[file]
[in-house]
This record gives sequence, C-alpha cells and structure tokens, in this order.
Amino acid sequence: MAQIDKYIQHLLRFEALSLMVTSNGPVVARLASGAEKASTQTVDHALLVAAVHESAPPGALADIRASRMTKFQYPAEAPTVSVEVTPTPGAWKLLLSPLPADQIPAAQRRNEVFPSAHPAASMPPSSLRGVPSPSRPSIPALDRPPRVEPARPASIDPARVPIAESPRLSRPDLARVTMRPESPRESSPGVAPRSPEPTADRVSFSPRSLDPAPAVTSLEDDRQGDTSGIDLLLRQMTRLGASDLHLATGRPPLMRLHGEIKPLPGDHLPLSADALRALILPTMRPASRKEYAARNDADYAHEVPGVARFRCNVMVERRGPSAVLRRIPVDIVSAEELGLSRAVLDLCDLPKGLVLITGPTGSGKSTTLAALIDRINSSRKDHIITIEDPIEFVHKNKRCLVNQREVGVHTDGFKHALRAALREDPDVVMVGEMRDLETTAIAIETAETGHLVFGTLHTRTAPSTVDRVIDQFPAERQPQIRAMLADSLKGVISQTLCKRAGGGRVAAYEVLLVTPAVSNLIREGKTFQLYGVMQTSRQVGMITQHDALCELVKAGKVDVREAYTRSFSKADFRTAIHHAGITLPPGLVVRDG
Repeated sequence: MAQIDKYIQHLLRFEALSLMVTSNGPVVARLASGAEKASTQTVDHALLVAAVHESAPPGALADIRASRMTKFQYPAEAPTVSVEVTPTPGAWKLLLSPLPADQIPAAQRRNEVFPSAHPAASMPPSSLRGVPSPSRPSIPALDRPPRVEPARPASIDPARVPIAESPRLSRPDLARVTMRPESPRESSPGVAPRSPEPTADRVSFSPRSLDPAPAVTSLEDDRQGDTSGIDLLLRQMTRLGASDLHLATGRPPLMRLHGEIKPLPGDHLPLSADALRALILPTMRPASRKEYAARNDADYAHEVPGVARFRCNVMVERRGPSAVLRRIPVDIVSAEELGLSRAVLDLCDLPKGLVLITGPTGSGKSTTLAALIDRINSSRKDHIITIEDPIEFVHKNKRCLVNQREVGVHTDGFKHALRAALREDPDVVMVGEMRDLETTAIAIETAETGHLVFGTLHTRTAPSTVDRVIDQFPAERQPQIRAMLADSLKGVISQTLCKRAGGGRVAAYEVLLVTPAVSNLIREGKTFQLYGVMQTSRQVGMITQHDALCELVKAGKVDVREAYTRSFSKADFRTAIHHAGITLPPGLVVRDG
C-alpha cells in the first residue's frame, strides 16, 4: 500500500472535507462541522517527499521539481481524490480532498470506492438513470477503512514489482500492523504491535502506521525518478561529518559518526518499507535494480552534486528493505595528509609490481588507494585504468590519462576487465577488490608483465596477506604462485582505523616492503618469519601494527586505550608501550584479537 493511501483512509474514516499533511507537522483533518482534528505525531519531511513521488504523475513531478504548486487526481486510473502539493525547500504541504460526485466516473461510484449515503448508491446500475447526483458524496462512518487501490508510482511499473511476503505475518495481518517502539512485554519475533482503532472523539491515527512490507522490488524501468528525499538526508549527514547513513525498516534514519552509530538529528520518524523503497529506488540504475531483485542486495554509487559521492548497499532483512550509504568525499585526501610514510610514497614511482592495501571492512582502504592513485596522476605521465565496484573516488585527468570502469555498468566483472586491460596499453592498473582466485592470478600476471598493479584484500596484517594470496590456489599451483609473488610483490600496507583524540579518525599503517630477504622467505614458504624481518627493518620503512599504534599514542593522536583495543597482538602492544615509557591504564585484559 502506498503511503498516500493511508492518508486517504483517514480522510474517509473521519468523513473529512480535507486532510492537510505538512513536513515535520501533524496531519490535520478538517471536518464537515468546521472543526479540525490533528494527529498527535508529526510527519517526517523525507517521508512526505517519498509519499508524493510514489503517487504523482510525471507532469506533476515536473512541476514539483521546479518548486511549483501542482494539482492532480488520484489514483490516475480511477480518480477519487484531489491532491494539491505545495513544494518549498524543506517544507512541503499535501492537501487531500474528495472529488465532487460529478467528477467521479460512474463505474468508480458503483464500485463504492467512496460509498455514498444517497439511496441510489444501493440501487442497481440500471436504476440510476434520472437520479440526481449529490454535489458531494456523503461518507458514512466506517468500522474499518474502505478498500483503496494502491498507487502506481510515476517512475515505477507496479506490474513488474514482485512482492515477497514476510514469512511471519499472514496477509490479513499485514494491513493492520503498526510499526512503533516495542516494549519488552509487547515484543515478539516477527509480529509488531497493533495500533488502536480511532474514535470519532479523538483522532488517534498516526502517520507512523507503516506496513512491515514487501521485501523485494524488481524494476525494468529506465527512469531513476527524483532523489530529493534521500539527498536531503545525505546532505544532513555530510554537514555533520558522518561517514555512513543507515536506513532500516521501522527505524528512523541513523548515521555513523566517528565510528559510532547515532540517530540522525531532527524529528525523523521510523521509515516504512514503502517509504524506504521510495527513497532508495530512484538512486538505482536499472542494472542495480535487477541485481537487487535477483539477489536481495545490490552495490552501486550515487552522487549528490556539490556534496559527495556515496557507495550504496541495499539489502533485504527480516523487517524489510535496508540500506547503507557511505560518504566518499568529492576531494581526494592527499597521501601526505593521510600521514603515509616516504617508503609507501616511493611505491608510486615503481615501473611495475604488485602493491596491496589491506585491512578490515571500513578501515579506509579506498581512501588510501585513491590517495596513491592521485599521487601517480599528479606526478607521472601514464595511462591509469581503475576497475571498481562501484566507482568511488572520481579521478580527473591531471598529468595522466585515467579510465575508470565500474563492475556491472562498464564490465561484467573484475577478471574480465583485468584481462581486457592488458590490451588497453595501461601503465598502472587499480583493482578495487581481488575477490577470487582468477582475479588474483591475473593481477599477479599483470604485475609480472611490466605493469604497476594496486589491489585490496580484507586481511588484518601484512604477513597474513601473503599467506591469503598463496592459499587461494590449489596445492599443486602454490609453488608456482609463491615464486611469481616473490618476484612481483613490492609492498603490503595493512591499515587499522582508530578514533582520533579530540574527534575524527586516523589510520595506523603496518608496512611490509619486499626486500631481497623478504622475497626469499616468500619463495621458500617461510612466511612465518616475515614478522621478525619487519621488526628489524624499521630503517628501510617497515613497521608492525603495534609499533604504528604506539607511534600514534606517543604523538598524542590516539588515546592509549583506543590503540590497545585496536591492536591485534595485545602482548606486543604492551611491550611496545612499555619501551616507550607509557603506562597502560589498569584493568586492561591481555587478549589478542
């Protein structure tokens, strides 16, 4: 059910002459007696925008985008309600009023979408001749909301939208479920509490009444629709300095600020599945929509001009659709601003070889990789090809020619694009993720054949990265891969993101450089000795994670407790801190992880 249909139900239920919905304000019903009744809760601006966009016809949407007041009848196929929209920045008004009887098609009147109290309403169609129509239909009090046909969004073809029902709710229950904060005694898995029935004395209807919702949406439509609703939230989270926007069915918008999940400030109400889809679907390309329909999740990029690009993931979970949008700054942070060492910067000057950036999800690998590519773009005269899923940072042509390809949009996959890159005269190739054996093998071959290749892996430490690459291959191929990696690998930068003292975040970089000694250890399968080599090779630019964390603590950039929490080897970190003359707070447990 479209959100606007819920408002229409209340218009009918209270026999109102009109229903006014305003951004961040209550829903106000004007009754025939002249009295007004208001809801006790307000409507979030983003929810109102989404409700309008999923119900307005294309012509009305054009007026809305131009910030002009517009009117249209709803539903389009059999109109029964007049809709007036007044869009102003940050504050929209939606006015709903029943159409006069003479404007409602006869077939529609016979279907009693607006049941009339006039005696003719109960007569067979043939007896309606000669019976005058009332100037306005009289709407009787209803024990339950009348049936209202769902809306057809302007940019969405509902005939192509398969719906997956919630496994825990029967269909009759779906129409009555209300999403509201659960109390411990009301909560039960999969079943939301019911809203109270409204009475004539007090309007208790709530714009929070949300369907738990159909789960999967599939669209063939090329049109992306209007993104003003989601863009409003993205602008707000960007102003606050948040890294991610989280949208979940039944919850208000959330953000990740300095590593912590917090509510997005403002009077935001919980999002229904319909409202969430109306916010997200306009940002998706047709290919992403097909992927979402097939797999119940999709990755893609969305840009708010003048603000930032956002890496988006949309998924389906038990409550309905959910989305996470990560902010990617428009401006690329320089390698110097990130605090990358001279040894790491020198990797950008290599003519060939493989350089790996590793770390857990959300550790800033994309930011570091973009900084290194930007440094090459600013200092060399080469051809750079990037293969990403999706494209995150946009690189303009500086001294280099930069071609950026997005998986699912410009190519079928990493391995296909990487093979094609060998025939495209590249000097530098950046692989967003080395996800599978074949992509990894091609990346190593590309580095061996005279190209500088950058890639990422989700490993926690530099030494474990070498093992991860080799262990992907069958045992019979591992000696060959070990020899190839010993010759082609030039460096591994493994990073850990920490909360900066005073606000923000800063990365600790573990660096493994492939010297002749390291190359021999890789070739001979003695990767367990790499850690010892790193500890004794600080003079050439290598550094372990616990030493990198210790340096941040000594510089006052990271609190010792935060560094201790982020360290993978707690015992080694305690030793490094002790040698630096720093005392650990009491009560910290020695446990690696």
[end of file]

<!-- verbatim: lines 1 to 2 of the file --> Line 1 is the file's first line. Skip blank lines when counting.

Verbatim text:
[in-house]
This record gives sequence, C-alpha cells and structure tokens, in this order.